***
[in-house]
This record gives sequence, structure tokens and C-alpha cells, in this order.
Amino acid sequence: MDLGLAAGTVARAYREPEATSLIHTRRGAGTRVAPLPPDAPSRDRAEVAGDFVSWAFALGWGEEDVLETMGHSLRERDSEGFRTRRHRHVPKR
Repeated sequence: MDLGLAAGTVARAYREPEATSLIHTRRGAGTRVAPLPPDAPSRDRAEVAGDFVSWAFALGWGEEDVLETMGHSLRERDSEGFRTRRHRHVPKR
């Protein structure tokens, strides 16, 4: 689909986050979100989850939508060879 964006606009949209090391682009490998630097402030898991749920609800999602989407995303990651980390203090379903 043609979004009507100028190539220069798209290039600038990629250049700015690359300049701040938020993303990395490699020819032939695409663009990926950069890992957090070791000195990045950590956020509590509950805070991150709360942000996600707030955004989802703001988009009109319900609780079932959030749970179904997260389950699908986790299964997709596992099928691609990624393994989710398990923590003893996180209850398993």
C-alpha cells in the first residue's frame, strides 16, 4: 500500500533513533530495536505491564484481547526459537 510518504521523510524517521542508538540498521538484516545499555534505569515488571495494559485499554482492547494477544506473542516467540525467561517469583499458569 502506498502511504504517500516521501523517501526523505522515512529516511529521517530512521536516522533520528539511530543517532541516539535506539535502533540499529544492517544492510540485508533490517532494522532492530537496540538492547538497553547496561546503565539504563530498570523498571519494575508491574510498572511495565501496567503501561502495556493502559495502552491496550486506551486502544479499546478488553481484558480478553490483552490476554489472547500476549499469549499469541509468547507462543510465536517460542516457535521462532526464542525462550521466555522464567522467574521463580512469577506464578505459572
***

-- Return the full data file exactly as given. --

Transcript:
[in-house]
This record gives sequence, structure tokens and C-alpha cells, in this order.
Amino acid sequence: MDLGLAAGTVARAYREPEATSLIHTRRGAGTRVAPLPPDAPSRDRAEVAGDFVSWAFALGWGEEDVLETMGHSLRERDSEGFRTRRHRHVPKR
Repeated sequence: MDLGLAAGTVARAYREPEATSLIHTRRGAGTRVAPLPPDAPSRDRAEVAGDFVSWAFALGWGEEDVLETMGHSLRERDSEGFRTRRHRHVPKR
């Protein structure tokens, strides 16, 4: 689909986050979100989850939508060879 964006606009949209090391682009490998630097402030898991749920609800999602989407995303990651980390203090379903 043609979004009507100028190539220069798209290039600038990629250049700015690359300049701040938020993303990395490699020819032939695409663009990926950069890992957090070791000195990045950590956020509590509950805070991150709360942000996600707030955004989802703001988009009109319900609780079932959030749970179904997260389950699908986790299964997709596992099928691609990624393994989710398990923590003893996180209850398993």
C-alpha cells in the first residue's frame, strides 16, 4: 500500500533513533530495536505491564484481547526459537 510518504521523510524517521542508538540498521538484516545499555534505569515488571495494559485499554482492547494477544506473542516467540525467561517469583499458569 502506498502511504504517500516521501523517501526523505522515512529516511529521517530512521536516522533520528539511530543517532541516539535506539535502533540499529544492517544492510540485508533490517532494522532492530537496540538492547538497553547496561546503565539504563530498570523498571519494575508491574510498572511495565501496567503501561502495556493502559495502552491496550486506551486502544479499546478488553481484558480478553490483552490476554489472547500476549499469549499469541509468547507462543510465536517460542516457535521462532526464542525462550521466555522464567522467574521463580512469577506464578505459572